The Odd Lie Of Barack Obama

The president repeated incessantly that, under Obamacare, Americans could keep their current coverage:

Lowry pounces:

Rarely has a major domestic program been sold on the basis of a premise so patently untrue. No matter what you’ve heard from the president of the United States, hundreds of thousands of people in states around the country are now receiving notices that their insurance is getting canceled. It raises the question of how the president could be so wrong about a basic element of his own signature initiative.

Greg Mankiw runs through various possibilities. Which is more worrying: that the president only vaguely knew what he was promising or that he consciously lied about it? So, on this issue, he is either a spectator of his own administration or a snake-oil salesman. The truth has always been that the ACA would impose a minimum level of benefits, meaning that many folks with cheap and not-so-great policies in the individual market will have to upgrade. So the ACA punishes a small group of people – those who have been thrifty with health insurance. As Ross points out, this is an odd incentive to impose:

If we want health inflation to stay low and health care costs to be less of an anchor on advancement, we should want more Americans making $50,000 or $60,000 or $70,000 to spend less upfront on health insurance, rather than using regulatory pressure to induce them to spend more. And seen in that light, the potential problem with Obamacare’s regulation-driven “rate shock” isn’t that it doesn’t let everyone keep their pre-existing plans. It’s that it cancels plans, and raises rates, for people who were doing their part to keep all of our costs low.

I must say that Ross’s blog has become indispensable in my understanding of the sane conservative critique of the ACA. Allahpundit tackles the administration’s response:

[White House press secretary Jay] Carney’s reply to this is, essentially, (a) a lot of people will be able to keep their plan if they like it, even if it’s not quite everyone, and (b) those who are getting dropped from their plans will get more comprehensive coverage on the exchanges. The latter point is like having the CEO of DirecTV tell customers that their monthly bill is about to double but they’ll now receive an extra hundred channels in return, maybe one or two of which people will actually watch.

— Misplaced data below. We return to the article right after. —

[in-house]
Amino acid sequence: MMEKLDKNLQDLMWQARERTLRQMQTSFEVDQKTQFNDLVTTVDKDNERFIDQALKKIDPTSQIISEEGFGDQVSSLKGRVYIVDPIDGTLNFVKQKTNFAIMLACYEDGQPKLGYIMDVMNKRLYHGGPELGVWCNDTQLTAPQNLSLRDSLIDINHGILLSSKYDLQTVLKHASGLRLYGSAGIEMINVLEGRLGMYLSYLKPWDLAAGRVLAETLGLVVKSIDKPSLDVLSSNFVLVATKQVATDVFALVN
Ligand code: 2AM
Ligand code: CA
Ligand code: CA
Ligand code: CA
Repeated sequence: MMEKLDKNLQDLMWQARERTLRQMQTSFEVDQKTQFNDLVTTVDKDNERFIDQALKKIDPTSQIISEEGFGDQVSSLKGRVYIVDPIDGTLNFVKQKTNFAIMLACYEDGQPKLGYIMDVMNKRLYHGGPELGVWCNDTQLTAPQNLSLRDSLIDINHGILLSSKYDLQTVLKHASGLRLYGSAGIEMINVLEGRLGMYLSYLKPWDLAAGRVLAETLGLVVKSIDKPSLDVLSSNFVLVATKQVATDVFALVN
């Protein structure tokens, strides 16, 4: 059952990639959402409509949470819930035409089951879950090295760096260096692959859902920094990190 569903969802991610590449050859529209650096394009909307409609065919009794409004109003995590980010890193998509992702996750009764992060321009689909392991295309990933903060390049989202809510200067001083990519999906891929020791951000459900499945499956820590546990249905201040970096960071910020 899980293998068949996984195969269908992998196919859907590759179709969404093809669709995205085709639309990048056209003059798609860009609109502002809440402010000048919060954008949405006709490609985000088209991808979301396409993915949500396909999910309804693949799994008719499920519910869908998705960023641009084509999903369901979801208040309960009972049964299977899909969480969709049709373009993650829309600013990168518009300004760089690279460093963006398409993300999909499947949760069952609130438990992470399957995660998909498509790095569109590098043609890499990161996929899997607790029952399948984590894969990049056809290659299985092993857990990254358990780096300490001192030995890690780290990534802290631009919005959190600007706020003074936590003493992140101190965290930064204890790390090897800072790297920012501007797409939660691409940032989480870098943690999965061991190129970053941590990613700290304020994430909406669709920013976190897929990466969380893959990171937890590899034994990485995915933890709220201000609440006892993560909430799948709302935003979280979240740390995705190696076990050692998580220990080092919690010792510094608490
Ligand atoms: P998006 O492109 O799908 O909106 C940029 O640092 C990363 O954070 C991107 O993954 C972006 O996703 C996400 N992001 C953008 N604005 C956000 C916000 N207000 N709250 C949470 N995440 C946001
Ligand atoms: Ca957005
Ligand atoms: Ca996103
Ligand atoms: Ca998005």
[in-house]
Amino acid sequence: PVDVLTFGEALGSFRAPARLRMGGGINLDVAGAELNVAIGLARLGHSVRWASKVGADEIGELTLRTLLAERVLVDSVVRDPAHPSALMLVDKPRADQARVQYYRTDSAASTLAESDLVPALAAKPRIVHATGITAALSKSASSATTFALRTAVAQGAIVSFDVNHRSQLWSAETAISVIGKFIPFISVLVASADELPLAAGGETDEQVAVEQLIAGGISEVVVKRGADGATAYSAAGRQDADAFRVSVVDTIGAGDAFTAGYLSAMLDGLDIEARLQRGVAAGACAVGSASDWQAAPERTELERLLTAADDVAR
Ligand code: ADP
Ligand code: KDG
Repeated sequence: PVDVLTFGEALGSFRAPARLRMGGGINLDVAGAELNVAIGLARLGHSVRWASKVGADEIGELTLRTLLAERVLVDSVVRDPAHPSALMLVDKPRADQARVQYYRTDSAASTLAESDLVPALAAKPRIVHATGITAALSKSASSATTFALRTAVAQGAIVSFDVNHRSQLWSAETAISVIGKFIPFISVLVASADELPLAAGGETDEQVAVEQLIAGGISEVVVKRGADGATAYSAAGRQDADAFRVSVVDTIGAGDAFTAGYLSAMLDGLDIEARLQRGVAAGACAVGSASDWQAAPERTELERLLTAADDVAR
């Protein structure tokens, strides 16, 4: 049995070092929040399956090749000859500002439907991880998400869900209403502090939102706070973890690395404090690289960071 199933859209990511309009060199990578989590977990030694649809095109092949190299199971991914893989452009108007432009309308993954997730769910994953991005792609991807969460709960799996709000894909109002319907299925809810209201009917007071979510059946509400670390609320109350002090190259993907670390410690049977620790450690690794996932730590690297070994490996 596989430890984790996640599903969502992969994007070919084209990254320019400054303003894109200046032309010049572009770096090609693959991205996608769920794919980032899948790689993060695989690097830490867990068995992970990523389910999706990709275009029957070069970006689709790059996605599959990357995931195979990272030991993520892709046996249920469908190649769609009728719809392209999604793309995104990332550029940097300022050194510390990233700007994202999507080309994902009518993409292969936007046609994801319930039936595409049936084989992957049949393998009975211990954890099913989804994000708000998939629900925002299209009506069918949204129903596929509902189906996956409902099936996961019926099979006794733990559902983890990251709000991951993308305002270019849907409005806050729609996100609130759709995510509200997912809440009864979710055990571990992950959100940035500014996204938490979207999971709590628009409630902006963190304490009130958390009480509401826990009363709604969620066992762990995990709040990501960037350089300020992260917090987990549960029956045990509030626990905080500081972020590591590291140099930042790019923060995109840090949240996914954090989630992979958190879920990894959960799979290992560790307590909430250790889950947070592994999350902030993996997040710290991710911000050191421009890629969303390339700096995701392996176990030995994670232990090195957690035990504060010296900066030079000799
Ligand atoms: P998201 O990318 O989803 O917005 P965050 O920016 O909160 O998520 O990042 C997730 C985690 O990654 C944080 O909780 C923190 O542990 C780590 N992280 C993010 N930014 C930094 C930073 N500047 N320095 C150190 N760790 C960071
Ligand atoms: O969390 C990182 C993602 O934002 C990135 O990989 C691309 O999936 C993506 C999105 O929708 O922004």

Comprehensive coverage is lovely, but if you’re on a budget basic coverage might be more cost-effective; why pay $1,000 extra a year for a new package that includes substance-abuse treatment, say, if you don’t drink or do drugs? Obama took the option of cheaper catastrophic care away from people because insurers wanted to squeeze healthy middle-class suckers for extra revenue by forcing coverage on them that they don’t need. And yet Carney’s basically selling this as a *good* thing about the law, a sort of upgrade over the basic — but affordable! — plans people have now. Remind me again: Isn’t “affordability” supposed to be a key plank of the Affordable Care Act?

Frakt refuses to defend Obama’s promises about keeping coverage:

Let’s start with “if you like your plan you can keep it.” This is never, uniformly true. Plans change every year, even in the years before Obamacare was conceived. The truth is, if you like your plan, there’s a good chance it will change. That’s just as true, if not more so, under Obamacare. I do not endorse or defend this statement.

What Obama might have more plausibly have said is that Obamacare makes only minor or modest changes to coverage for the vast majority of Americans. Where it makes the biggest change is for the minority of Americans who cannot obtain affordable coverage today. That I could defend, though I am sure others would still contest it.

Chait’s perspective:

When it was originally contemplated, several years away from implementation, the process of imposing regulations on the individual-health-insurance market did not feel like taking people’s health insurance away from them. In the current moment, with cancellation notices going out and alternatives not yet available, it feels exactly like that. Which is to say, a promise that felt like a mere oversimplification at the time, and may eventually feel like one in retrospect, currently feels like a lie.

Earlier Dish on this subject here and here.